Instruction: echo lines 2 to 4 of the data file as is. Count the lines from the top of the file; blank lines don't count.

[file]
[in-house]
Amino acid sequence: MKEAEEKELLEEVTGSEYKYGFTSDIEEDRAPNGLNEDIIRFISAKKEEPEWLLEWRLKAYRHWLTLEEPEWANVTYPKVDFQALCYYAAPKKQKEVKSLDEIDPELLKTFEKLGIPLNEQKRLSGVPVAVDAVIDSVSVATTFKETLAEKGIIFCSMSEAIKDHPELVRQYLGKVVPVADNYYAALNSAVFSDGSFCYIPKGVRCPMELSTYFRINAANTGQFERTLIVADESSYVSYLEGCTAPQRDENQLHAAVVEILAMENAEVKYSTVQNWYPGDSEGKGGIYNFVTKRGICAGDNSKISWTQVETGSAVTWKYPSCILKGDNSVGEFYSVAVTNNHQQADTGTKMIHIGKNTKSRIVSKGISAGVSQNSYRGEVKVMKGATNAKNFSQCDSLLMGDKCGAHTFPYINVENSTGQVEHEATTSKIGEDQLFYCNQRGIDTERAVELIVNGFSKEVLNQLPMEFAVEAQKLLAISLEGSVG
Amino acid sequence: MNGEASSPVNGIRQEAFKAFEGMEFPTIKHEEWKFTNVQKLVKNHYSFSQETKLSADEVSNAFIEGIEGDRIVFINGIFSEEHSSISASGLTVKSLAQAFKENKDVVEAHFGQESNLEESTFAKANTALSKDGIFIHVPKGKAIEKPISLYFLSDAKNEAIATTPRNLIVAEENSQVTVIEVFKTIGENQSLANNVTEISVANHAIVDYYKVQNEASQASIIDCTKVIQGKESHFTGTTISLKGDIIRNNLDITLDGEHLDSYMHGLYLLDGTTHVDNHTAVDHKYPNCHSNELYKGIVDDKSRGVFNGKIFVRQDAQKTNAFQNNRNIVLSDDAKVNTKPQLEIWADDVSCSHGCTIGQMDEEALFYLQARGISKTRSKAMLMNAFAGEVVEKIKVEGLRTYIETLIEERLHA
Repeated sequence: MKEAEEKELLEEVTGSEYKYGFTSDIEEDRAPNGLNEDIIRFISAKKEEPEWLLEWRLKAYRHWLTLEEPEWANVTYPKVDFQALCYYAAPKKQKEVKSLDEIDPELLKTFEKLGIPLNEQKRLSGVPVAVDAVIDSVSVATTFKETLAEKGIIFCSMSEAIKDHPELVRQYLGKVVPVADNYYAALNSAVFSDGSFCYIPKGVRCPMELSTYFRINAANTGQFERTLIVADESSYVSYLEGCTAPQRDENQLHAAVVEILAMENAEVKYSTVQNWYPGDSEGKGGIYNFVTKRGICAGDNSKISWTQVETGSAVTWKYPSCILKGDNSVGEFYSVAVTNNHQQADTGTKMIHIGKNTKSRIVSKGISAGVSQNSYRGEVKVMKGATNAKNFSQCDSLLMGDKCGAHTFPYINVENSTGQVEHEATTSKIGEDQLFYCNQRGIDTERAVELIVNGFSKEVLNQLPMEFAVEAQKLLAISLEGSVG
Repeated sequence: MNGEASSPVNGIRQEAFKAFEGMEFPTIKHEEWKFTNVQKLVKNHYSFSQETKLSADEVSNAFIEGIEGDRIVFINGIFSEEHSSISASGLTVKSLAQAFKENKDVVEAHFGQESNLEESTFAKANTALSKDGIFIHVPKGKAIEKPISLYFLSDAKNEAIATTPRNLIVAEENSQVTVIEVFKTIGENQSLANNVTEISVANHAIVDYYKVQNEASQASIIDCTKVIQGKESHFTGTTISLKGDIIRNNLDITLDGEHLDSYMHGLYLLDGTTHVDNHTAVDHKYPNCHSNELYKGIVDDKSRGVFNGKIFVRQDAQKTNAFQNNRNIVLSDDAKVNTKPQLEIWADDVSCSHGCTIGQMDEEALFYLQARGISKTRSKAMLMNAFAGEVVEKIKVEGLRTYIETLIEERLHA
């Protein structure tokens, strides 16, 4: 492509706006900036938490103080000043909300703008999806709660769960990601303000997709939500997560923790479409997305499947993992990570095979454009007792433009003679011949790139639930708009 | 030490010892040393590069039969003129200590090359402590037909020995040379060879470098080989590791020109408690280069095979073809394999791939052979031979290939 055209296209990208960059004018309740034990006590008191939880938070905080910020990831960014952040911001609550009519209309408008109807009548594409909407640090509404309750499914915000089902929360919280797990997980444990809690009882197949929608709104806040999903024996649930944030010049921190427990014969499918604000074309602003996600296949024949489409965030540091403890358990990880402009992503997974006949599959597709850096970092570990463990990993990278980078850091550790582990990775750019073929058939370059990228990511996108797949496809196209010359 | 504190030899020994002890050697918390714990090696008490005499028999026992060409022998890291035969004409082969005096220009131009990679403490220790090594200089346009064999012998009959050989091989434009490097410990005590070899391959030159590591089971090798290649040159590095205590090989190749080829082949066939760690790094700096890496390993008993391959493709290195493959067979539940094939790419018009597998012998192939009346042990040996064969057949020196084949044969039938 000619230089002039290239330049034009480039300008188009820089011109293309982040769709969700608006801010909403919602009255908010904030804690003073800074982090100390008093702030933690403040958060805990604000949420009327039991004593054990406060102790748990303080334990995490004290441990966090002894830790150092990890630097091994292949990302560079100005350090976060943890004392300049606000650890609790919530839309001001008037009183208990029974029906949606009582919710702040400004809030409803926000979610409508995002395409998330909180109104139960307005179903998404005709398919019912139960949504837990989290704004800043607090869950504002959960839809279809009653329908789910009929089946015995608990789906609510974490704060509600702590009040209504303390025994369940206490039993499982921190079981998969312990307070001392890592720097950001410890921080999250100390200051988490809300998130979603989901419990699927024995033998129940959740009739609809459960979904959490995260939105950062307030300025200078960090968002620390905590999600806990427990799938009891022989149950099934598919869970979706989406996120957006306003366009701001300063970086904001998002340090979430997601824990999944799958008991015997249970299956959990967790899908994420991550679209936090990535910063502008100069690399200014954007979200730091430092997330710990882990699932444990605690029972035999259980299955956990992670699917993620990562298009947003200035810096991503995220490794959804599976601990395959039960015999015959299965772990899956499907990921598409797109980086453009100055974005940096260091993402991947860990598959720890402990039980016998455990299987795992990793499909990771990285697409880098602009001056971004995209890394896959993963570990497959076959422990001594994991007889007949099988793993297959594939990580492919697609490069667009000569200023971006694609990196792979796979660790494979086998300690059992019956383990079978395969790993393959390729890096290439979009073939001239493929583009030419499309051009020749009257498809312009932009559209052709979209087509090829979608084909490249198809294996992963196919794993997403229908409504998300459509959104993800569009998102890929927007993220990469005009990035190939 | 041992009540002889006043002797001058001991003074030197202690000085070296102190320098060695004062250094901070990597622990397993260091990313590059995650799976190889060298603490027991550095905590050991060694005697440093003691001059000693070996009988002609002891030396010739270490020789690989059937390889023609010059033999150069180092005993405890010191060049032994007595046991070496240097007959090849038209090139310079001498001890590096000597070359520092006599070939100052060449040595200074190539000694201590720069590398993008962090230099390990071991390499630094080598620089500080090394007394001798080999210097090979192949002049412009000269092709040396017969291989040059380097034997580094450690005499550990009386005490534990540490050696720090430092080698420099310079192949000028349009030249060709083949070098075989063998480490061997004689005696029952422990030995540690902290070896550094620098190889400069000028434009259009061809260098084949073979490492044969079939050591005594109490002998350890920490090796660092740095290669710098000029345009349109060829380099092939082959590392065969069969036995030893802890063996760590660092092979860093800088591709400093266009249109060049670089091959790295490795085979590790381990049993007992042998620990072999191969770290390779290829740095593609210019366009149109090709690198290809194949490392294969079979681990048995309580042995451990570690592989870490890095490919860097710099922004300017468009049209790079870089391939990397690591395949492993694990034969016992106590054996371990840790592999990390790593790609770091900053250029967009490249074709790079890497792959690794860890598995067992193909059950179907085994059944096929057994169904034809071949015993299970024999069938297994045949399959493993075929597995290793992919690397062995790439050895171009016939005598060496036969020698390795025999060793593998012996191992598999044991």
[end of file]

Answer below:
Amino acid sequence: MKEAEEKELLEEVTGSEYKYGFTSDIEEDRAPNGLNEDIIRFISAKKEEPEWLLEWRLKAYRHWLTLEEPEWANVTYPKVDFQALCYYAAPKKQKEVKSLDEIDPELLKTFEKLGIPLNEQKRLSGVPVAVDAVIDSVSVATTFKETLAEKGIIFCSMSEAIKDHPELVRQYLGKVVPVADNYYAALNSAVFSDGSFCYIPKGVRCPMELSTYFRINAANTGQFERTLIVADESSYVSYLEGCTAPQRDENQLHAAVVEILAMENAEVKYSTVQNWYPGDSEGKGGIYNFVTKRGICAGDNSKISWTQVETGSAVTWKYPSCILKGDNSVGEFYSVAVTNNHQQADTGTKMIHIGKNTKSRIVSKGISAGVSQNSYRGEVKVMKGATNAKNFSQCDSLLMGDKCGAHTFPYINVENSTGQVEHEATTSKIGEDQLFYCNQRGIDTERAVELIVNGFSKEVLNQLPMEFAVEAQKLLAISLEGSVG
Amino acid sequence: MNGEASSPVNGIRQEAFKAFEGMEFPTIKHEEWKFTNVQKLVKNHYSFSQETKLSADEVSNAFIEGIEGDRIVFINGIFSEEHSSISASGLTVKSLAQAFKENKDVVEAHFGQESNLEESTFAKANTALSKDGIFIHVPKGKAIEKPISLYFLSDAKNEAIATTPRNLIVAEENSQVTVIEVFKTIGENQSLANNVTEISVANHAIVDYYKVQNEASQASIIDCTKVIQGKESHFTGTTISLKGDIIRNNLDITLDGEHLDSYMHGLYLLDGTTHVDNHTAVDHKYPNCHSNELYKGIVDDKSRGVFNGKIFVRQDAQKTNAFQNNRNIVLSDDAKVNTKPQLEIWADDVSCSHGCTIGQMDEEALFYLQARGISKTRSKAMLMNAFAGEVVEKIKVEGLRTYIETLIEERLHA
Repeated sequence: MKEAEEKELLEEVTGSEYKYGFTSDIEEDRAPNGLNEDIIRFISAKKEEPEWLLEWRLKAYRHWLTLEEPEWANVTYPKVDFQALCYYAAPKKQKEVKSLDEIDPELLKTFEKLGIPLNEQKRLSGVPVAVDAVIDSVSVATTFKETLAEKGIIFCSMSEAIKDHPELVRQYLGKVVPVADNYYAALNSAVFSDGSFCYIPKGVRCPMELSTYFRINAANTGQFERTLIVADESSYVSYLEGCTAPQRDENQLHAAVVEILAMENAEVKYSTVQNWYPGDSEGKGGIYNFVTKRGICAGDNSKISWTQVETGSAVTWKYPSCILKGDNSVGEFYSVAVTNNHQQADTGTKMIHIGKNTKSRIVSKGISAGVSQNSYRGEVKVMKGATNAKNFSQCDSLLMGDKCGAHTFPYINVENSTGQVEHEATTSKIGEDQLFYCNQRGIDTERAVELIVNGFSKEVLNQLPMEFAVEAQKLLAISLEGSVG